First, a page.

The university is part of a system of Muslim universities in Indonesia. It attracts mostly poorer students from rural areas, where people tend to be more religious. These universities are very influential in Indonesia and the work in the Centre has the potential to make an impact, not only at the university at which Marion worked, but also throughout Indonesia.

Marion, with the very important support of the rector, the students, and the staff of the university, worked to make the Centre more useful for the visually impaired students enrolled at the university. She also raised awareness among the students and faculty, who will inform the public outside the institution of the problems facing the disabled, and more importantly, what they can contribute to the society.

Jarot Wayudi, the Director of Human Resource Management, at UIN Sunan Kalijaga said,
“The expert chosen by AWB was excellent. Marion…worked very hard for the centre…inspiring the students to develop the centre and to create linkages with other institutions. She is also good in negotiating and communicating with UIN leaders…. It had a positive impact on the development of the center and the university. UIN stakeholders became more aware of “difable” issues and more open to prospective difabled students.”

The project was so successful that the Centre’s staff members want to continue the work as AWB volunteers to help other universities in Indonesia set up similar centres.

Date: 2011-2016

Volunteers:

  • Marion Steff, Policy Advisor for Social Inclusion, Sightsavers, Melksham, Great Britain
  • Lisa Fisher, consultant on development
  • Earllene Roberts, Disability Resource Centre Coordinator and Diversity Advisor, Student Services and Development, University of British Columbia – Okanagan Campus, Kelowna, British Columbia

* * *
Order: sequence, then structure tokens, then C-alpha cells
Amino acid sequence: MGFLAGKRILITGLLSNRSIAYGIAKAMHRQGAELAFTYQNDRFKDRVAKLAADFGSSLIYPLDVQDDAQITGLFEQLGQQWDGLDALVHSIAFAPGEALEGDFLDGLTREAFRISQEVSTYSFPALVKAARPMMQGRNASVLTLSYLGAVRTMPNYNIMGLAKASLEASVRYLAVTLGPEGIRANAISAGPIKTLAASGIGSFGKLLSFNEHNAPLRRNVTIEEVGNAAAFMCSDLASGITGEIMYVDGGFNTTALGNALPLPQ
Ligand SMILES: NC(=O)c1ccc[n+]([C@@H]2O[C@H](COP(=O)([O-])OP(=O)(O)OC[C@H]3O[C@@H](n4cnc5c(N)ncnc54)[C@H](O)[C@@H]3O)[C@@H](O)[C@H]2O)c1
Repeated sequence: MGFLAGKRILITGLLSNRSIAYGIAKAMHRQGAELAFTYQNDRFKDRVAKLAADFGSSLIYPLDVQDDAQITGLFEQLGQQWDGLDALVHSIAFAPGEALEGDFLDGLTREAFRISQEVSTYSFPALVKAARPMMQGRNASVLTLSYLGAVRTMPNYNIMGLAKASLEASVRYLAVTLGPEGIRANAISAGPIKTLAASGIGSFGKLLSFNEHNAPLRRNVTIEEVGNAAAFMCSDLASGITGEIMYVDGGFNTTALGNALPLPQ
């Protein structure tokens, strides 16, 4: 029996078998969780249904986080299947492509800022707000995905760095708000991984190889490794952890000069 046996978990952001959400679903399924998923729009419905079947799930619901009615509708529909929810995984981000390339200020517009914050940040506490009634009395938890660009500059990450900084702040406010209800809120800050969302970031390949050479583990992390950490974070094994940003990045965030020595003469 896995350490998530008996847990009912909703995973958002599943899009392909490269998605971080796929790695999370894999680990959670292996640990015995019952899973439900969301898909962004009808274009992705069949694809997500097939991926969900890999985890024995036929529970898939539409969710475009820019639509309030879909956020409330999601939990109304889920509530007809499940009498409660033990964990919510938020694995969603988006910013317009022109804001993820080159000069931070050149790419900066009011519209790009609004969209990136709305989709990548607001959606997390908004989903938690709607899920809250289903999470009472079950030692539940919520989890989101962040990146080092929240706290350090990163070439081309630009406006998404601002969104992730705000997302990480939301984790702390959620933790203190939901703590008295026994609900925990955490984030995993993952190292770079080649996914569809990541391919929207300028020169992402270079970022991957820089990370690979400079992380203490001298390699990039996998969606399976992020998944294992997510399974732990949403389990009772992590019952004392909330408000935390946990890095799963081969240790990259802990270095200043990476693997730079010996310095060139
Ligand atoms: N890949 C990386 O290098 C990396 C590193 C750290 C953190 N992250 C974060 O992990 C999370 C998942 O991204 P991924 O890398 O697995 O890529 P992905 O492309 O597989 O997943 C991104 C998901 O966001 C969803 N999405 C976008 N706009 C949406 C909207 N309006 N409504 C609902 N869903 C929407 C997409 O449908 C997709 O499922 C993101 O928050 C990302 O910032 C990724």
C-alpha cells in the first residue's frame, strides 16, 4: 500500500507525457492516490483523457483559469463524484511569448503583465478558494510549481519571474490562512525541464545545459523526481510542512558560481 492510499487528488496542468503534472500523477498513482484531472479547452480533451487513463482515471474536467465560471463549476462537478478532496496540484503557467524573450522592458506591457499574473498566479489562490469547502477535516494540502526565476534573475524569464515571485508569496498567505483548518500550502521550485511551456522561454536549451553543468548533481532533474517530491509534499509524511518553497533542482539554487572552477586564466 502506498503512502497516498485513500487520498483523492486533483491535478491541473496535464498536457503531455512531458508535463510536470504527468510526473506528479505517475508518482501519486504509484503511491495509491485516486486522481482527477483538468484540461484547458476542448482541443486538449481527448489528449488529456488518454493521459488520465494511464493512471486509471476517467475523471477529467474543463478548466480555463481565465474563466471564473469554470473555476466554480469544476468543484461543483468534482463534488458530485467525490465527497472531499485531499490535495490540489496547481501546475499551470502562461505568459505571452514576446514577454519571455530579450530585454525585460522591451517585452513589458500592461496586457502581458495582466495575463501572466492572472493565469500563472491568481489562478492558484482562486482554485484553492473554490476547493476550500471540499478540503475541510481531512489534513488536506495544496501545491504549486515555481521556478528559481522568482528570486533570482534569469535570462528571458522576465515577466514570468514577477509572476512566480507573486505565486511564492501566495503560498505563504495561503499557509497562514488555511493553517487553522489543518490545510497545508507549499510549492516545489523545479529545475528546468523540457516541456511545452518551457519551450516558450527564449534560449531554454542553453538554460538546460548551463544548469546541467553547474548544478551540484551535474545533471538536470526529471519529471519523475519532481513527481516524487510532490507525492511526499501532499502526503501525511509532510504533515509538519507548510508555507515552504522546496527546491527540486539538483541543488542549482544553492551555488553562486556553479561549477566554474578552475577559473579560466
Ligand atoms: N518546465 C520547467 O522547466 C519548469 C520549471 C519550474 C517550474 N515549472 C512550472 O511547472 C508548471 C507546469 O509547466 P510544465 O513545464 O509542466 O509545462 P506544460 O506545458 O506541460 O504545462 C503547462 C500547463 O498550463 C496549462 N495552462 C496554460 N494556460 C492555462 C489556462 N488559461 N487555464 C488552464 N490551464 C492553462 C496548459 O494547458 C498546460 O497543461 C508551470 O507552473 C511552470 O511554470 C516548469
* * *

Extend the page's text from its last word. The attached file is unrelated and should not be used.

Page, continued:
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2009 – Monrovia, Liberia

Providing institutional strategic planning advice to the president of the university.

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2010 – Cape Coast, Ghana

Completing a needs assessment on the potential for development and delivery of a transitional doctoral program in Computer Science and Information Technology.

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2010 – Yogyakarta, Indonesia

Worked with the staff of the newly established Centre for Disabilities Studies and Service to develop programs for students with visual impairments.

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2010 – Concepción, Chile

Assisting in setting up support services for disabled students.

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2010 – Monrovia, Liberia

Providing an integrated IT plan tying together the disparate components of IT with a program for reliable maintenance.

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2010-2011 – Kigali, Rwanda

Reorganizing and enabling the registrar’s office to efficiently provide administrative services (recruitment, admissions, & management of student records).

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2011 – Windhoek‎, Namibia

Helping establish academic support programs for students; giving seminars for faculty on collaborative teaching and learning and the peer review process.

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2011 – Cape Coast, Ghana

Providing instruction to faculty to upgrade their ability to offer the first PhD program in Computer Science in Ghana.